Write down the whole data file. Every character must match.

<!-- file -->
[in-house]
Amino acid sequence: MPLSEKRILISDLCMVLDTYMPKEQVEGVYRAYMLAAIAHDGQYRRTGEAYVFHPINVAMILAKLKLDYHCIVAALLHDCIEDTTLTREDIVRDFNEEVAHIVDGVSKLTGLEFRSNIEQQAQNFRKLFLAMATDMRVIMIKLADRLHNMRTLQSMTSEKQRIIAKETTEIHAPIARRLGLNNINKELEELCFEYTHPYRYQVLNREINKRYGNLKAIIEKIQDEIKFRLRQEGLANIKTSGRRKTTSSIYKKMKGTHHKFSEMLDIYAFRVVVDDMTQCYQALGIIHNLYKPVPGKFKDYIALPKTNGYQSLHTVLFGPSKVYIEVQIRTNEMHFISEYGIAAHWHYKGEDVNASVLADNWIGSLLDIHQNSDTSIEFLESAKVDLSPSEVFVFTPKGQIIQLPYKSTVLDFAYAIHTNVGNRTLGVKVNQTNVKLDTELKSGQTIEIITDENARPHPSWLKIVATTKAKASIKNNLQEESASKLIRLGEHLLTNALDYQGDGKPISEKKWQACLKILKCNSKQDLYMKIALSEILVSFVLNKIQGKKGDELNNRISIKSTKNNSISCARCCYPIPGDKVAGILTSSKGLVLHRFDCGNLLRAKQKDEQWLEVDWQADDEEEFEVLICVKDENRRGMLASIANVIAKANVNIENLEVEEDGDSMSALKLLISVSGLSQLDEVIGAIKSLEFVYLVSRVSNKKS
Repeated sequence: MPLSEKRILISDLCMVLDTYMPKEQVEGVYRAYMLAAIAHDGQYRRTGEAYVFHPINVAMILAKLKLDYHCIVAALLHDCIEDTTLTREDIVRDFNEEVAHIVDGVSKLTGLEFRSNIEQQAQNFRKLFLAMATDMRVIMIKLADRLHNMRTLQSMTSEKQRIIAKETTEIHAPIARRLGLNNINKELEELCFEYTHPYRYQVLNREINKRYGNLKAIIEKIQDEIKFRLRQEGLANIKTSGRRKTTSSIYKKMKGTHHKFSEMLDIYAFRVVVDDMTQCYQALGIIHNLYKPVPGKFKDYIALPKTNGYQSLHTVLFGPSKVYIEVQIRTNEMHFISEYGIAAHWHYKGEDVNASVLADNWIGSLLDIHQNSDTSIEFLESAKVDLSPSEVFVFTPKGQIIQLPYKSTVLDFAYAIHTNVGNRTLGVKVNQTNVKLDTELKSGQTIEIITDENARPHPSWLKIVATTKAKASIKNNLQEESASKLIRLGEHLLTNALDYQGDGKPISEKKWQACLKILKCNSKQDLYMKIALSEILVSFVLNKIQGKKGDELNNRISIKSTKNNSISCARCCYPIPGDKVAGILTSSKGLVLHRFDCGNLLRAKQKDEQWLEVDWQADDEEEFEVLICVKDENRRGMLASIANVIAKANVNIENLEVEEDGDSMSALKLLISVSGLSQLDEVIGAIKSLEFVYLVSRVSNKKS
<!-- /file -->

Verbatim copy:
[in-house]
Amino acid sequence: MPLSEKRILISDLCMVLDTYMPKEQVEGVYRAYMLAAIAHDGQYRRTGEAYVFHPINVAMILAKLKLDYHCIVAALLHDCIEDTTLTREDIVRDFNEEVAHIVDGVSKLTGLEFRSNIEQQAQNFRKLFLAMATDMRVIMIKLADRLHNMRTLQSMTSEKQRIIAKETTEIHAPIARRLGLNNINKELEELCFEYTHPYRYQVLNREINKRYGNLKAIIEKIQDEIKFRLRQEGLANIKTSGRRKTTSSIYKKMKGTHHKFSEMLDIYAFRVVVDDMTQCYQALGIIHNLYKPVPGKFKDYIALPKTNGYQSLHTVLFGPSKVYIEVQIRTNEMHFISEYGIAAHWHYKGEDVNASVLADNWIGSLLDIHQNSDTSIEFLESAKVDLSPSEVFVFTPKGQIIQLPYKSTVLDFAYAIHTNVGNRTLGVKVNQTNVKLDTELKSGQTIEIITDENARPHPSWLKIVATTKAKASIKNNLQEESASKLIRLGEHLLTNALDYQGDGKPISEKKWQACLKILKCNSKQDLYMKIALSEILVSFVLNKIQGKKGDELNNRISIKSTKNNSISCARCCYPIPGDKVAGILTSSKGLVLHRFDCGNLLRAKQKDEQWLEVDWQADDEEEFEVLICVKDENRRGMLASIANVIAKANVNIENLEVEEDGDSMSALKLLISVSGLSQLDEVIGAIKSLEFVYLVSRVSNKKS
Repeated sequence: MPLSEKRILISDLCMVLDTYMPKEQVEGVYRAYMLAAIAHDGQYRRTGEAYVFHPINVAMILAKLKLDYHCIVAALLHDCIEDTTLTREDIVRDFNEEVAHIVDGVSKLTGLEFRSNIEQQAQNFRKLFLAMATDMRVIMIKLADRLHNMRTLQSMTSEKQRIIAKETTEIHAPIARRLGLNNINKELEELCFEYTHPYRYQVLNREINKRYGNLKAIIEKIQDEIKFRLRQEGLANIKTSGRRKTTSSIYKKMKGTHHKFSEMLDIYAFRVVVDDMTQCYQALGIIHNLYKPVPGKFKDYIALPKTNGYQSLHTVLFGPSKVYIEVQIRTNEMHFISEYGIAAHWHYKGEDVNASVLADNWIGSLLDIHQNSDTSIEFLESAKVDLSPSEVFVFTPKGQIIQLPYKSTVLDFAYAIHTNVGNRTLGVKVNQTNVKLDTELKSGQTIEIITDENARPHPSWLKIVATTKAKASIKNNLQEESASKLIRLGEHLLTNALDYQGDGKPISEKKWQACLKILKCNSKQDLYMKIALSEILVSFVLNKIQGKKGDELNNRISIKSTKNNSISCARCCYPIPGDKVAGILTSSKGLVLHRFDCGNLLRAKQKDEQWLEVDWQADDEEEFEVLICVKDENRRGMLASIANVIAKANVNIENLEVEEDGDSMSALKLLISVSGLSQLDEVIGAIKSLEFVYLVSRVSNKKS